Frontiers in Molecular BioScience: Structural Characterization of the RNA-Binding Protein SERBP1 Reveals Intrinsic Disorder and Atypical RNA Binding Modes (Libich & Penalva labs)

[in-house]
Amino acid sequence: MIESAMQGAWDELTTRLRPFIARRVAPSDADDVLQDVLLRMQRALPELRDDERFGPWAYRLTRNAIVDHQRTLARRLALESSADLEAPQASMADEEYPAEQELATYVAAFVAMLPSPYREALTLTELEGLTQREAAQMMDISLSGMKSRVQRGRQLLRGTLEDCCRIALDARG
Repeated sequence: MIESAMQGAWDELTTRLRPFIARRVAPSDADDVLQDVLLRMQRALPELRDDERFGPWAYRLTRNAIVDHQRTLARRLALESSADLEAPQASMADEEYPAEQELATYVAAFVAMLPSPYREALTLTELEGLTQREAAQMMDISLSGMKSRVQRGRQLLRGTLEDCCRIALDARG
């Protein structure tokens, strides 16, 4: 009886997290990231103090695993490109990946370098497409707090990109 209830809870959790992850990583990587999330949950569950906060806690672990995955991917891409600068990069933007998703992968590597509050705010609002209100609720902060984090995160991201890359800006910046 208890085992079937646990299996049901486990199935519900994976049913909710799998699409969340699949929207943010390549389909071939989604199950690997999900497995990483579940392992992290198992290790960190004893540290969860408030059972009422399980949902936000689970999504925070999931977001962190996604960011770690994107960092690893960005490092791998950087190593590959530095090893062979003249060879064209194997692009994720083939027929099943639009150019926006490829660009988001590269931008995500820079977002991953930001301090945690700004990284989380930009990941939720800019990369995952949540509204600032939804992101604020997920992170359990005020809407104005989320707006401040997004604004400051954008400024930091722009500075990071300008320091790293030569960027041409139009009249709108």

RNA binding proteins (RBPs) are essential for critical biological processes such as translation regulation and mRNA processing, and misfunctions of these proteins are associated with diseases such as cancer and neurodegeneration. SERBP1 (SERPINE1 mRNA Binding Protein 1) is an RBP that comprises two RG/RGG repeat regions yet lacks other recognizable RNA-binding motifs. It is involved in mRNA maturation and translational regulation. It was initially identified as a hyaluronic acid-binding protein, but recent studies have identified central roles for SERBP1 in brain function and development, especially neurogenesis and synaptogenesis. SERBP1 regulates One-carbon metabolism and epigenetic modification of histones and increased SERBP1 expression in cancers such as leukemia, ovarian, prostate, liver, and glioblastoma is correlated with poor patient outcomes. Despite these important regulatory roles for SERBP1, little is known about its structural and dynamic properties, nor about the molecular mechanisms governing its interaction with mRNA. Here, we define SERBP1 as an intrinsically disordered protein, containing highly conserved elements that were shown to be functionally important. The RNA binding activity of SERBP1 was explored using solution NMR and other biophysical techniques. The outcome of these experiments revealed that SERBP1 preferentially samples compact conformations including a central, stable α-helix and show that SERBP1 recognizes G-rich RNA sequences at the C-terminus involving the RGG box and neighboring residues. Despite the role in RNA recognition, the RGG boxes do not seem to stabilize the central helix and the central helix does not participate in RNA binding. Further, SERBP1 undergoes liquid-liquid phase separation, mediated by salt and RNA, and both RGG boxes are necessary for the efficient formation of condensed phases. Together, these results provide a foundation for understanding the molecular mechanisms of SERBP1 functions in physiological and pathological processes.